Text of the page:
Guillermo del Toro didn’t need a snazzy trailer, a visually arresting poster, or an A-list actor to sell buyers at Cannes on “Scary Stories to Tell in the Dark.”

In lieu of extra bells, whistles, or shrieking, Bernard Hermann-style violins, del Toro took the stage at the Carlton Hotel armed with his passion for the blood-soaked genre. For roughly an hour, del Toro and director André Øvredal talked about their vision for “Scary Stories to Tell in the Dark” while dipping into their deep connection to films about monsters, ghosts, and otherworldly elements.

“The presentation he did wasn’t a bunch of dazzle dazzle and movie stars,” said Nick Meyer, CEO of Sierra/Affinity, the sales company hawking foreign rights to the picture. “It was two artists talking about what makes this genre global. It was a master class.”

“Scary Stories to Tell in the Dark” is one of the hottest projects at Cannes. Not only is del Toro an active producer on the film, with Øvredal (“The Autopsy of Jane Doe”) sliding behind the camera, but the project also boasts U.S. distribution from CBS Films and is based on a beloved book series. Most movies for sale at Cannes don’t have that kind of pedigree.

Del Toro relished the chance to wax poetic about the kind of movies that made him want to be a filmmaker. But the truth is he may not have even needed to make the trek across the Atlantic. Scary movies such as “A Quiet Place,” “Get Out,” and “It” are among the biggest box-office hits and most profitable films that Hollywood produces. They’re also the rare movies that don’t need to be part of a pre-existing franchise in order to succeed, as well as that most endangered of things in a comic book-obsessed industry — an original movie that can go head-to-head with Marvel flicks.

Moreover, films including “It” and “Annabelle” made more than half of their global grosses from foreign territories. And a horror movie doesn’t need the imprimatur of a major studio in order to resonate with U.S. audiences or vice versa. “Let the Right One In,” a Swedish vampire film, and “The Babadook,” an Australian psychological thriller, were big successes the world over.

“Domestic horror films travel internationally and foreign horror films travel domestically,” said Tom Quinn, co-founder of Neon. “There’s no language barrier.”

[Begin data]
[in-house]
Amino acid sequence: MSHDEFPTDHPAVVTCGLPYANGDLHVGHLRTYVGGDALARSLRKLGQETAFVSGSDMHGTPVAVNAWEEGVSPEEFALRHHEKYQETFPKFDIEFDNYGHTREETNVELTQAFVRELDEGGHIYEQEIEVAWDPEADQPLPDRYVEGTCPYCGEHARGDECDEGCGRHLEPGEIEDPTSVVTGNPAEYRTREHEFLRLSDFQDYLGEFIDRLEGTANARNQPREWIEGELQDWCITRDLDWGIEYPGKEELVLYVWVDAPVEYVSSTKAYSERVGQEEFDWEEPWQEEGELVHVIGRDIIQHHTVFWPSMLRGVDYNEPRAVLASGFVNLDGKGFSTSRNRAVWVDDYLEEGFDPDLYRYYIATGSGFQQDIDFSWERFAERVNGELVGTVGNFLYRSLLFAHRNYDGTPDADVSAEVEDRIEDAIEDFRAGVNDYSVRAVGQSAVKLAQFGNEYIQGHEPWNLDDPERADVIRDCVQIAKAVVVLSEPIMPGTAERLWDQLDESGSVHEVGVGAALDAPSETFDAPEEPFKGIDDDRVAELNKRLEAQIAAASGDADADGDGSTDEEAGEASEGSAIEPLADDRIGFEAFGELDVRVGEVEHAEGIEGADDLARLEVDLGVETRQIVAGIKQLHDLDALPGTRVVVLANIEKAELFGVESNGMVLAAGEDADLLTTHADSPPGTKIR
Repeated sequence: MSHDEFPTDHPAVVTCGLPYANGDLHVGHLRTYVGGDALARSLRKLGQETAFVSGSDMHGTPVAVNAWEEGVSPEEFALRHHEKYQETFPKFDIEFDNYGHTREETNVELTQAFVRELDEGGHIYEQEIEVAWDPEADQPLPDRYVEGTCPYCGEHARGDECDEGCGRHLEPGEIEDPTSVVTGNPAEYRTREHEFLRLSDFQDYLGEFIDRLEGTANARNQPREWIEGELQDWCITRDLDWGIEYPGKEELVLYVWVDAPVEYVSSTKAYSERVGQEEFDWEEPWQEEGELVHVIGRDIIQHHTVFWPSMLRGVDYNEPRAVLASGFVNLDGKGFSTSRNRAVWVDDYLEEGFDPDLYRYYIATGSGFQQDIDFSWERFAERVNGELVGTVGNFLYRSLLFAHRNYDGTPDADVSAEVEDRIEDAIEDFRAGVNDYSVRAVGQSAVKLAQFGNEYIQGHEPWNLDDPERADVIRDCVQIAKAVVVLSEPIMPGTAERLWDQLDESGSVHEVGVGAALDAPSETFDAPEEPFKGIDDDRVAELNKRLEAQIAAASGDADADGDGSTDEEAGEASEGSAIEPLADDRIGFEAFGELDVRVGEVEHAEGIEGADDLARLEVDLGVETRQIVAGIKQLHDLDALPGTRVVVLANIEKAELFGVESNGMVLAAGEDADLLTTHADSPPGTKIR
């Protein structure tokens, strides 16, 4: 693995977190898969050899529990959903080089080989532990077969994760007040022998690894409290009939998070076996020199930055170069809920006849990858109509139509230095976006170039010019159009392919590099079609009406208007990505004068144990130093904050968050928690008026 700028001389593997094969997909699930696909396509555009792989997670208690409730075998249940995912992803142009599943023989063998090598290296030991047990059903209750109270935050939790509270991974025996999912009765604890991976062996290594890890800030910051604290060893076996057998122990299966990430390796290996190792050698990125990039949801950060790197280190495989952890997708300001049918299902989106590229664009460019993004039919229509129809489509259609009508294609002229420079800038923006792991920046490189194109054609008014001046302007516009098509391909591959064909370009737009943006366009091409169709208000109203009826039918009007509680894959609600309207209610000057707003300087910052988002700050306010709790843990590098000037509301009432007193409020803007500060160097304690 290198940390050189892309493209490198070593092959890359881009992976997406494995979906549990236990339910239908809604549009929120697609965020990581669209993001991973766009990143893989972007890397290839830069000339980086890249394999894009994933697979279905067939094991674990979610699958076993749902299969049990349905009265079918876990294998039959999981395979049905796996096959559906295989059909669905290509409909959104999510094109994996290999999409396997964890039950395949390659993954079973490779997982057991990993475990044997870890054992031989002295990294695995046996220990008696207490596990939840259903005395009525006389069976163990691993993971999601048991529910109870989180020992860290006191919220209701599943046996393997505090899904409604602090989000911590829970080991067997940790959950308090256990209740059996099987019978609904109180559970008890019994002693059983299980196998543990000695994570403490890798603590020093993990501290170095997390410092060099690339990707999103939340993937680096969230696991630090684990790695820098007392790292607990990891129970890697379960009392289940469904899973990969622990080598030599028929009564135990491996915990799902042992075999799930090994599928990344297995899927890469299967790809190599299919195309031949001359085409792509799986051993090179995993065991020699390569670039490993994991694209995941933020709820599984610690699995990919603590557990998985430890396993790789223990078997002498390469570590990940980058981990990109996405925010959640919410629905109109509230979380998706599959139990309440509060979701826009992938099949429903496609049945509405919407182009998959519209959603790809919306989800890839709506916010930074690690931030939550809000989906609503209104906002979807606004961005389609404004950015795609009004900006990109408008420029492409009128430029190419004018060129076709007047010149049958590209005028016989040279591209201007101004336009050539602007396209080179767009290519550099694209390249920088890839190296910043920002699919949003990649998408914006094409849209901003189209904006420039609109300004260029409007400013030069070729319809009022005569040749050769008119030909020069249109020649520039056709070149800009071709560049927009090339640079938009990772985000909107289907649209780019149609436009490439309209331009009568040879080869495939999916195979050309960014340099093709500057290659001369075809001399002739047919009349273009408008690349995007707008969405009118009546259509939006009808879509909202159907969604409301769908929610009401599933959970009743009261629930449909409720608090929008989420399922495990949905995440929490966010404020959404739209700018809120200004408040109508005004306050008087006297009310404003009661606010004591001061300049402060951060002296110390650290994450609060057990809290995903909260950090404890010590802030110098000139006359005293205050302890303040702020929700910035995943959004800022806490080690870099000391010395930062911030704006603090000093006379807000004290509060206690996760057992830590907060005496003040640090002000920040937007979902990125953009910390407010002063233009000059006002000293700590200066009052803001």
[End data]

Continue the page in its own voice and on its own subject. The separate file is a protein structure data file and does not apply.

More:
Del Toro isn’t the only Latin American horror maestro making waves along the Croisette. The region has become a hub for a rising generation of filmmakers looking to scare the bejeezus out of audiences, though many of these genre movies mix in scares with a social conscience.

Argentine Alejandro Fadel’s Un Certain Regard contender “Murder Me, Monster,” for instance, centers on a murder investigation involving a headless corpse, but it uses the genre to skewer ignorance and superstition. It joins the likes of “Terrified,” a haunted house shock fest, and “You Shall Not Sleep,” a stylish psychiatric hospital chiller, among the Latin American genre movies looking for distribution.

But Cannes unspools in France, a country that historically has sometimes faced difficulties finding commercial success in the horror space. That appears to be changing. After hitting a rough patch with underperforming pictures, Julia Ducournau’s “Raw” and Pascal Augier’s “Ghostland” both scored at the local box office. The key here was that they approached their on-screen cannibalism and poltergeist attacks with a certain je ne sais quoi. Several of the French films world premiering at this year’s Cannes fest share these strong genre elements, notably Yann Gonzalez ‘s “Heart + Knife” and Gaspar Noé’s “Climax,” but match them with a strong cinematic touch.

“We’re seeing a renaissance of elevated French genre films which have a real theatrical potential,” said Dimitri Stephanides, the co-founder of Paris-based sales outfit WTFilms. “It’s easy to identify the French touch in genre movies because they’re auteur-driven and explore characters in depth.”

When those elements are in place the results can be a bloody good time and a big payday for producers looking to land distribution.

Elsa Keslassy and John Hopewell contributed to this report.